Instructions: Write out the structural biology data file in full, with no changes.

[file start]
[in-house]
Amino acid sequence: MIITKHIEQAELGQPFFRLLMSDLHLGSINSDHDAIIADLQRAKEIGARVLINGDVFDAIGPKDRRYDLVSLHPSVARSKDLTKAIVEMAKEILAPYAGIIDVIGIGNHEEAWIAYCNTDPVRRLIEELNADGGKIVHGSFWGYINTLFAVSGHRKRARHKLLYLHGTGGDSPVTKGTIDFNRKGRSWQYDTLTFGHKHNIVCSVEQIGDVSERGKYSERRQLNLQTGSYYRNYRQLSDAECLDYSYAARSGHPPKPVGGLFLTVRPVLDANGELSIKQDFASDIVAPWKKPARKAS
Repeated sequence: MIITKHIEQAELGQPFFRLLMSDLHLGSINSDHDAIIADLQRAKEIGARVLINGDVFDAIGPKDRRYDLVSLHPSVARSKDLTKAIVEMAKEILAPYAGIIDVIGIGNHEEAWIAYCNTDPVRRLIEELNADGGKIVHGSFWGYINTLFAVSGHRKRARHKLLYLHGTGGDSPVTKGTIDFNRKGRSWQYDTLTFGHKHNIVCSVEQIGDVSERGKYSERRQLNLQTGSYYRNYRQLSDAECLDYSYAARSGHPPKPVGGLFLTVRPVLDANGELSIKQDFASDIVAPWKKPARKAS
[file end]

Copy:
[in-house]
Amino acid sequence: MIITKHIEQAELGQPFFRLLMSDLHLGSINSDHDAIIADLQRAKEIGARVLINGDVFDAIGPKDRRYDLVSLHPSVARSKDLTKAIVEMAKEILAPYAGIIDVIGIGNHEEAWIAYCNTDPVRRLIEELNADGGKIVHGSFWGYINTLFAVSGHRKRARHKLLYLHGTGGDSPVTKGTIDFNRKGRSWQYDTLTFGHKHNIVCSVEQIGDVSERGKYSERRQLNLQTGSYYRNYRQLSDAECLDYSYAARSGHPPKPVGGLFLTVRPVLDANGELSIKQDFASDIVAPWKKPARKAS
Repeated sequence: MIITKHIEQAELGQPFFRLLMSDLHLGSINSDHDAIIADLQRAKEIGARVLINGDVFDAIGPKDRRYDLVSLHPSVARSKDLTKAIVEMAKEILAPYAGIIDVIGIGNHEEAWIAYCNTDPVRRLIEELNADGGKIVHGSFWGYINTLFAVSGHRKRARHKLLYLHGTGGDSPVTKGTIDFNRKGRSWQYDTLTFGHKHNIVCSVEQIGDVSERGKYSERRQLNLQTGSYYRNYRQLSDAECLDYSYAARSGHPPKPVGGLFLTVRPVLDANGELSIKQDFASDIVAPWKKPARKAS